Differential discrimination of DNA polymerase for variants of the non-standard nucleobase pair between xanthosine and 2,4-diaminopyrimidine, two components of an expanded genetic alphabet.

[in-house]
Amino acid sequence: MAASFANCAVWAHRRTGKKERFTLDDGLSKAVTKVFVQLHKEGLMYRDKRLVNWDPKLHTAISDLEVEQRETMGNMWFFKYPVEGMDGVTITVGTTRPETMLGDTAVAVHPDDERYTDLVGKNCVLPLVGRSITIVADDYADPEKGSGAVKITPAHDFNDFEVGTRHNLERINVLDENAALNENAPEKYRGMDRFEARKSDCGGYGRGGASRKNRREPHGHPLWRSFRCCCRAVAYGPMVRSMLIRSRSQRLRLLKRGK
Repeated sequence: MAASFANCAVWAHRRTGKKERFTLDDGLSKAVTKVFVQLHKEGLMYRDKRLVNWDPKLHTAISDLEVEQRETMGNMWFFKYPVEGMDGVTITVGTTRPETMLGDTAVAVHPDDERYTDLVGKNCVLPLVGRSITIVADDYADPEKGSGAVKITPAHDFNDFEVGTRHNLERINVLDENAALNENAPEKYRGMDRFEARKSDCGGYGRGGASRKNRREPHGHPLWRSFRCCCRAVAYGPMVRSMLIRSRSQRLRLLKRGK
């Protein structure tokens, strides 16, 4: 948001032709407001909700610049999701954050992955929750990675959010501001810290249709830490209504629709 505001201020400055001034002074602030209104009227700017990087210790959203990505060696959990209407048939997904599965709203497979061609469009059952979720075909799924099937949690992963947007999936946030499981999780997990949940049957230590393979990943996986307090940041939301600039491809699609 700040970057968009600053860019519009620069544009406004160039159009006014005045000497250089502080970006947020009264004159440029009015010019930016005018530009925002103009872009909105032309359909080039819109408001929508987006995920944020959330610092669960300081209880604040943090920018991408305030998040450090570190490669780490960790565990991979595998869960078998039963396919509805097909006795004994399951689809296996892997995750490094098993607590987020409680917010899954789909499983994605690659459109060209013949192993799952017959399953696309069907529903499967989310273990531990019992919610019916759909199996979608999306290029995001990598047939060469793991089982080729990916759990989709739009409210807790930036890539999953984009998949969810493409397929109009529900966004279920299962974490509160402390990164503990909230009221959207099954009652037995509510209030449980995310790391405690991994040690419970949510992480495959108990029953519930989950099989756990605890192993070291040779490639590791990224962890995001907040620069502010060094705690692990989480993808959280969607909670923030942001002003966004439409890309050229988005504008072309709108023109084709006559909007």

Mammalian DNA polymerases alpha and epsilon, the Klenow fragment of Escherichia coli DNA polymerase I and HIV-1 reverse transcriptase (RT) were examined for their ability to incorporate components of an expanded genetic alphabet in different forms. Experiments were performed with templates containing 2'-deoxyxanthosine (dX) or 2'-deoxy-7-deazaxanthosine (c7dX), both able to adopt a hydrogen bonding acceptor-donor-acceptor pattern on a purine nucleus (puADA). Thus these heterocycles are able to form a non-standard nucleobase pair with 2,4-diaminopyrimidine (pyDAD) that fits the Watson-Crick geometry, but is joined by a non-standard hydrogen bonding pattern. HIV-1 RT incorporated d(pyDAD)TP opposite dX with a high efficiency that was largely independent of pH. Specific incorporation opposite c7dX was significantly lower and also independent of pH. Mammalian DNA polymerases alpha and epsilon from calf thymus and the Klenow fragment from E. coli DNA polymerase I failed to incorporate d(pyDAD)TP opposite c7dX.




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